I don’t know how many people out there recall the lovable Saturday-morning cartoon gentleman Mr. Magoo, but for those of you not as addicted to YouTube as I am, his gimmick is that he’s blind as a bat.
(For those of you who’d LIKE to get to know the old codger better, here he is in an old black-and-white beer commercial. You know, back in the good old days when kids’ cartoon characters were deemed perfectly suitable for, you know, beer.)
ANYWAY: While navigating some really ridiculously stupid outdoor steps the other day – put together, I swear, by someone who REALLY either wants a lawsuit, or wants NO visitors, ever – they’re unlit, and all different sizes – it’s like they’re booby-trapped or something – my oldest daughter runs up to me, as I’m slowly navigating down the perilous path.
“What are you doing?” I say, a little irritably, as she gently takes my elbow, as if I’m elderly or something, and she’s helping me across the street.
“Er, well, I dunno,” she says, non-plussed. “You ARE a little hard of seeing, you know.”
Hard of seeing. Hmm.
Never quite thought of it that way.
I’m Ms. Magoo.
That’s when I thought to myself – not for the first time – or the hundredth – or the hundredth thousandth – wouldn’t it be nice to actually SEE out these eyes of mine?
Not just CONTACTS, which are a drag, really, sticking your finger in your eye, and not being able to fall asleep on the couch watching television, or reading a book in bed. Do that, and wake up with holes in your cornea, or at the very least, your eyes stuck shut.
But rather, really open up your eyes and SEE, when the dawn breaks, you throw off the blankets and stretch into the day.
I’ve never experienced that feeling.
You know: waking up and being able to actually SEE past my hand. Or even actually SEEING my hand. Clearly, I mean. I wonder what that would be like?
Maybe I need that LASIK surgery.
You know: the one where they actually slice up your eyeballs? Make them better, stronger, etc? (Insert intro from 1970s hit TV series, The Six Million Dollar Man)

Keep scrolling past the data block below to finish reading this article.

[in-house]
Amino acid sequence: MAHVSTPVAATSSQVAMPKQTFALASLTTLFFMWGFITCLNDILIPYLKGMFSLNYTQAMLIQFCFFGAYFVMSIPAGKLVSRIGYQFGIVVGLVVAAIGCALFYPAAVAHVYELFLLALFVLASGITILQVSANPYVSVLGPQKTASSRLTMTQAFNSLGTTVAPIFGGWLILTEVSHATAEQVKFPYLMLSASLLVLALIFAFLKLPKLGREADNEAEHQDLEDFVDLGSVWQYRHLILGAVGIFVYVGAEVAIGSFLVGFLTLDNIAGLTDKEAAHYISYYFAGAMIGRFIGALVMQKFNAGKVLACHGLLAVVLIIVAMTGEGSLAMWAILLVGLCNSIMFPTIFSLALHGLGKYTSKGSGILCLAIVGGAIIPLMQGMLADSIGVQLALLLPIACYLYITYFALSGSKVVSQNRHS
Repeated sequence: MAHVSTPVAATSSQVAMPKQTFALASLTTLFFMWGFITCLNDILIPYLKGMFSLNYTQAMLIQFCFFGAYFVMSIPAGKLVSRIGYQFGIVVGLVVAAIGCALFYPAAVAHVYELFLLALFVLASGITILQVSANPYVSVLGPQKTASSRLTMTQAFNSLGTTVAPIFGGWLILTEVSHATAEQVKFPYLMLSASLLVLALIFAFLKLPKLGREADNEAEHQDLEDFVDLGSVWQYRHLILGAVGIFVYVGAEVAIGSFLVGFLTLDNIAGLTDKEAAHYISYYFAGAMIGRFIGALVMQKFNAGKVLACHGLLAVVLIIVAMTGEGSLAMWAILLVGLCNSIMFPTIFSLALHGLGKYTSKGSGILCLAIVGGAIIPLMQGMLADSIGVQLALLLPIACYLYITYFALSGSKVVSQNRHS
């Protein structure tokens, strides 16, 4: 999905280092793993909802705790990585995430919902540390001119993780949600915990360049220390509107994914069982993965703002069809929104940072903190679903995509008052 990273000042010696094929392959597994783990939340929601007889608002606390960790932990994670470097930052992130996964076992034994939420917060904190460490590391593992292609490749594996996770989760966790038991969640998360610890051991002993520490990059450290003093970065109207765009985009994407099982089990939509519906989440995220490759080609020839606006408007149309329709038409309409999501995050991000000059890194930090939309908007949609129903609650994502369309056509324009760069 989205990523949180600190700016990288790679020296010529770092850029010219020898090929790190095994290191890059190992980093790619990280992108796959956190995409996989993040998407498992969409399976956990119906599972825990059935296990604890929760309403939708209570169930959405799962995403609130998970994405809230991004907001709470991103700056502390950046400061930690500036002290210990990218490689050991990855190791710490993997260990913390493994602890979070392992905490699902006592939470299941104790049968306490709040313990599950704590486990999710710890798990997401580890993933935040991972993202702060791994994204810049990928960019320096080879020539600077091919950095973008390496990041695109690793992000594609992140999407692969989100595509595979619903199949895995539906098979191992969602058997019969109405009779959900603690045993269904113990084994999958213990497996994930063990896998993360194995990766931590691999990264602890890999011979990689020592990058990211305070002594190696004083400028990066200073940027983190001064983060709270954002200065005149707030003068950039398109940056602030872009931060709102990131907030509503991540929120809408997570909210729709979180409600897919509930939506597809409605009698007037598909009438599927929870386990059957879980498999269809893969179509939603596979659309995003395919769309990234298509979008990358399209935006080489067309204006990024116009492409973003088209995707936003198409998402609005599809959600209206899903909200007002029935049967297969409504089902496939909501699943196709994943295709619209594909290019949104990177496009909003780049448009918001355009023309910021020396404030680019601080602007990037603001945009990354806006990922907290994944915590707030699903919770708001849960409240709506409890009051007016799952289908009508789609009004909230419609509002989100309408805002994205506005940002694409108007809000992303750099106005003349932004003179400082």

I used to be afraid of it – and I used to be right – because the whole trick of it was to find a doc with experience, otherwise you could end up worse off than you started.
But all the way in California (of course, now that I’m here in California, wouldn’t you know?) I just heard about some docs in New York who are pretty darn skippy good at it. At the Stahl Eye Center, with locations in Manhattan and Long Island, N.Y., they have doctors are graduates from top universities such as UCLA, John Hopkins and Yale. Their 35-year record is pretty good, too: they meet or exceed the norm for the surgery – and it’s independently verified, which is cool.
And, being in quite enough pain, thank you, having been literally run over by a truck on November 28, it’s nice to know the procedure is (a) virtually painless, and (b) the recovery is in a couple of hours, with most patients seeing clearly in a day or so.
Makes a girl want to fly back east, is what it does.
SEE what I mean?
(Little joke there. Very little.)
Because it’s not about vanity.
It’s about booby-trapped stairs, and independence, and not having to worry about losing glasses, and most of all? Not having to worry about worrying daughters.